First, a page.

When only the late period sites are considered the sample size is again small (n = 7) and the sites are assigned to three communities that somewhat correspond to the three original Full Network communities when sites from all time periods are considered (compare Figs 8 and 11). In the later period configuration the Northland site of Helena Bay (Site Community A in the full network) is grouped with Bream Head and Tamewhera (sites in the Full Network Site Community C). Pouerua Pa and Torpedo Bay are grouped together in the late period site network, whereas they were in separate communities in the full network. Notably, Mt. Wellington and Taputiketike Pa from the Full Network Site Community B, remain together. In this late period sampling, three source communities are defined instead of the two source communities of the original full network. These three source communities in the late period are formed by the bifurcation of the Full Network Source Community 1 into two separate groupings, with sources from the Full Network Source Community 2 being joined by the Cooks Beach source. Notably, the separation of the sites into early and late periods results in some site and source community coalescence and bifurcation but the distinction between the South-West Auckland sites of Mt Wellington and Taputiketike Pa (members of Full Network Site Community B) and all other sites is present.

Discussion

Peeples’ [14] recent archaeological analysis of social networks in the American Southwest distinguishes between relational and categorical identification. These are two non-mutually exclusive modes of social identification that were created and maintained through differential processes. Relational identities were the result of networks of interpersonal interaction, created by direct and indirect connections between people. These identities did not involve explicit group membership or social roles, rather were often the result of interactions and exchanges of material culture. In contrast, categorical identification involved individuals explicitly identifying with others as members of larger groups. Membership in these groups could be consciously symbolized with material culture, with visually strong material being particularly affective. Peeples [14] suggests that dense relational networks of interaction were more susceptible to the creation of categorical identification, and in particular contexts the two could coalesce. The social network analysis of Aotearoa New Zealand obsidian artefacts provides insights into the relational and categorical connections of Māori identity.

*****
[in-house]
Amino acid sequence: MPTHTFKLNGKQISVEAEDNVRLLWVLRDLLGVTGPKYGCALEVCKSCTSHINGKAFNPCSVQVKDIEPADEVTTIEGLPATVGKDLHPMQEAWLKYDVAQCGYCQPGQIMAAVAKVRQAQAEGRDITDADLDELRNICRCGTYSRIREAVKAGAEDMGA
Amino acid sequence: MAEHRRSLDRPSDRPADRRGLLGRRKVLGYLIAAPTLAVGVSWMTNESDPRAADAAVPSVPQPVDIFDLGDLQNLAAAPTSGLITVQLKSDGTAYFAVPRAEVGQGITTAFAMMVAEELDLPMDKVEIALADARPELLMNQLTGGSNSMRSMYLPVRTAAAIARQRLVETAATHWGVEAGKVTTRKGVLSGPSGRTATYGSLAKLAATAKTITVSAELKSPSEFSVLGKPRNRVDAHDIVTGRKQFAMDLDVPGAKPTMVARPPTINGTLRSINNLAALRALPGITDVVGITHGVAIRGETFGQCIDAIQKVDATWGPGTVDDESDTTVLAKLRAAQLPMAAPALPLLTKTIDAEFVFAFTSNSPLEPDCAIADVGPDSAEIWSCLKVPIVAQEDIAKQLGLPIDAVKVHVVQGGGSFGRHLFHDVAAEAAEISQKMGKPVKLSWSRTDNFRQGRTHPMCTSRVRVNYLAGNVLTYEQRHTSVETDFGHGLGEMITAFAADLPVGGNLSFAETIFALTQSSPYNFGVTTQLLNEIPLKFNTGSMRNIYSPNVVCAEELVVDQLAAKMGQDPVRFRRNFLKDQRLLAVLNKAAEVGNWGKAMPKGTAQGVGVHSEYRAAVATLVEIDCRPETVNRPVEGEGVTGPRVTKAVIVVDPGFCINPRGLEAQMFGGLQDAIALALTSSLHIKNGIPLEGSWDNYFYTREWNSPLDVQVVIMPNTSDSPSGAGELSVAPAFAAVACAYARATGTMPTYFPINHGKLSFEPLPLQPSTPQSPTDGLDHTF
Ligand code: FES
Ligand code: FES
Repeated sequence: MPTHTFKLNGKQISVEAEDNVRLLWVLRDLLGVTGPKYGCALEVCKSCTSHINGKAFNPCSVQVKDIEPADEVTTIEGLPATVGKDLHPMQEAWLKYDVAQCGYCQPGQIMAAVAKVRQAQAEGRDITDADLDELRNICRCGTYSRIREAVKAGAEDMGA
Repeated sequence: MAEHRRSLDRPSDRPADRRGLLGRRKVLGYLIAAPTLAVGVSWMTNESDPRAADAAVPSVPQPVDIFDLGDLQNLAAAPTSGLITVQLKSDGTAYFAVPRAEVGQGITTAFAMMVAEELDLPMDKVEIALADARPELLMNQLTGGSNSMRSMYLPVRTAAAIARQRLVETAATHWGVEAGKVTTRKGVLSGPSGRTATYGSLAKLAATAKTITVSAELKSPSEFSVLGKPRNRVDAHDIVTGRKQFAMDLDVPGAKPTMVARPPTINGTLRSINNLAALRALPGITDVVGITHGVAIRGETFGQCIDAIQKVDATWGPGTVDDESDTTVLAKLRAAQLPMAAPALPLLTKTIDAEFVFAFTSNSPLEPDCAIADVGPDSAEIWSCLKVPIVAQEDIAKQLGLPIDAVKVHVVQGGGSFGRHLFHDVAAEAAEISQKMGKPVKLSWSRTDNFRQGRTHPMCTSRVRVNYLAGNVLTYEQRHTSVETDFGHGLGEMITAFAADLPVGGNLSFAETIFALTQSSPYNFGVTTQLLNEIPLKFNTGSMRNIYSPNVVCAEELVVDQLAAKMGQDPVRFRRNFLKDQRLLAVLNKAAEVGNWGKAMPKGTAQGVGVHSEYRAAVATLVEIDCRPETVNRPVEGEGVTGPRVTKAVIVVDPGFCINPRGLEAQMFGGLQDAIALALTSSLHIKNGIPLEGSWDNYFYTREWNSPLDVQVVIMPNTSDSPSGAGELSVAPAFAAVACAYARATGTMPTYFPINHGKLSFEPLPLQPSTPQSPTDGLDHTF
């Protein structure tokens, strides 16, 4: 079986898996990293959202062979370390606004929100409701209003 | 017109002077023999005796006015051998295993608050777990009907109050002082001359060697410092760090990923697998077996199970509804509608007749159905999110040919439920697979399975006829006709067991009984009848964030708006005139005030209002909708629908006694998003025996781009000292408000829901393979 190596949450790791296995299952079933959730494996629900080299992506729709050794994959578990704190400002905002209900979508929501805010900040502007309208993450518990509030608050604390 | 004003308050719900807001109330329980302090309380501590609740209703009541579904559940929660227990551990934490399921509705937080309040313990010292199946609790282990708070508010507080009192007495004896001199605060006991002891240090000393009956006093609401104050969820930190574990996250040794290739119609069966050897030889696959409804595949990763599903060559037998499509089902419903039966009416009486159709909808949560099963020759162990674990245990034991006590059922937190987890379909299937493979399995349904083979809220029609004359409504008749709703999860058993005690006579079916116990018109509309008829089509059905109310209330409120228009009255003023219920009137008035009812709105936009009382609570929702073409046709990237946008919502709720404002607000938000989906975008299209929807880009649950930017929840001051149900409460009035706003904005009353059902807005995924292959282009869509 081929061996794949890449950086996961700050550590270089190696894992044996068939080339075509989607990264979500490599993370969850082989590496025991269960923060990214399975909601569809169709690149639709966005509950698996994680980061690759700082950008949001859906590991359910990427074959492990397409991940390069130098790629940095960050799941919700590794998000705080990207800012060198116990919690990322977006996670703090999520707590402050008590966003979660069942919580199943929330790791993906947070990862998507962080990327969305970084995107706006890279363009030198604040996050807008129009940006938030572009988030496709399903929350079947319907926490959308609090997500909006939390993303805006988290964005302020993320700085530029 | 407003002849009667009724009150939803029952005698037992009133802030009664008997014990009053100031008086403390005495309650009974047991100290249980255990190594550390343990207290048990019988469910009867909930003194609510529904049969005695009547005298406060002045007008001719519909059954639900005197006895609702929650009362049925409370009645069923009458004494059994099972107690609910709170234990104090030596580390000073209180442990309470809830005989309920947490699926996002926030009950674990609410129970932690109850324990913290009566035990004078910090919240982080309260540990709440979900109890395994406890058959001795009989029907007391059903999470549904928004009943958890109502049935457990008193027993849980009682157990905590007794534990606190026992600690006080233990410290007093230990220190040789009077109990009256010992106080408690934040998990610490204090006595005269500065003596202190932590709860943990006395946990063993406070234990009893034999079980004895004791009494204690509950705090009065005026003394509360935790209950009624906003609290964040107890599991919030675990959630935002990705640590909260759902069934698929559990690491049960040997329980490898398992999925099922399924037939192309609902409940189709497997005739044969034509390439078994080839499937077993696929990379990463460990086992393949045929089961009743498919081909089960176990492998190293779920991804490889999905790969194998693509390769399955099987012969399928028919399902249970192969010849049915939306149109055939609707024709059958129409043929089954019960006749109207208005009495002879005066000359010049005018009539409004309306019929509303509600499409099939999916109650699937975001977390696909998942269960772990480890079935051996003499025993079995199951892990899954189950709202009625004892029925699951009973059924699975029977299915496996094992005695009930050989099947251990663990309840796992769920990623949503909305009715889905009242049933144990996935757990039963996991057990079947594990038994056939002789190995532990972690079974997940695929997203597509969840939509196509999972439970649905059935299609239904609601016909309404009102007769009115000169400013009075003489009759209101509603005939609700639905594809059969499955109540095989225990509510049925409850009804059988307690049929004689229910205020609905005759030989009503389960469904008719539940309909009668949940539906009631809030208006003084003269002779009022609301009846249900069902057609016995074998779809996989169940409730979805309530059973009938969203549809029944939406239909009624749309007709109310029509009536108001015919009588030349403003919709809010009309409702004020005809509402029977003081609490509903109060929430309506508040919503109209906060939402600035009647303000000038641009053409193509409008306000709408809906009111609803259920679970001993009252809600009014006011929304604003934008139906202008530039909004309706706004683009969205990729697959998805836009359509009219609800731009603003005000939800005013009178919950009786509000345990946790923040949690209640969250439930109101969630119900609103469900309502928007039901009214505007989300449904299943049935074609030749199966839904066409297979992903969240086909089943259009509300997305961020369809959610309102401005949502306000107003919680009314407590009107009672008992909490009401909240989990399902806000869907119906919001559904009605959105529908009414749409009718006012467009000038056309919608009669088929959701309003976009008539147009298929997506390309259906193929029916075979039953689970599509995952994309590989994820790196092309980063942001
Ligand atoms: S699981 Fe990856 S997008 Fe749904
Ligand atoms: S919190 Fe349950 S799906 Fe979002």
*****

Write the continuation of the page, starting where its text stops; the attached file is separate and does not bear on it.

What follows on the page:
Salmond [59] notes that Māori whakapapa (genealogy), and the social affiliations associated with these, can be conceptualized as complex networks, fluid and dynamic, that encompassed all forms of life. Whakapapa networks were the very fabric and key organizational principles of Māori society, permeating and defining fundamental social groupings [60]. Traditionally they were based on ambilineal descent qualified by residence and participation [60] with “…a tendency towards inclusivity rather than exclusivity” [61]. Ancestral networks were replicated and transported through interaction and exchanges, resulting in the maintenance of relationships and the creation of new social groups [59]. Some forms of Māori social affiliation, such as some hapū and iwi affiliations, could be considered categorical identifications as discussed by Peeples [14]. People within these groups actively identified through whakapapa with their relatives, and created and maintained rohe or tribal territories. While rohe were in some senses clearly defined, they were often fluid, existing as contended nonexclusive, overlapping areas of the landscape. Tangata whenua (people of a particular locality) in rohe accessed obsidian and created artefacts, and through this, created relational identities. Changes in the practices and spatial extent of accessing obsidian transformed both relational and categorical identities.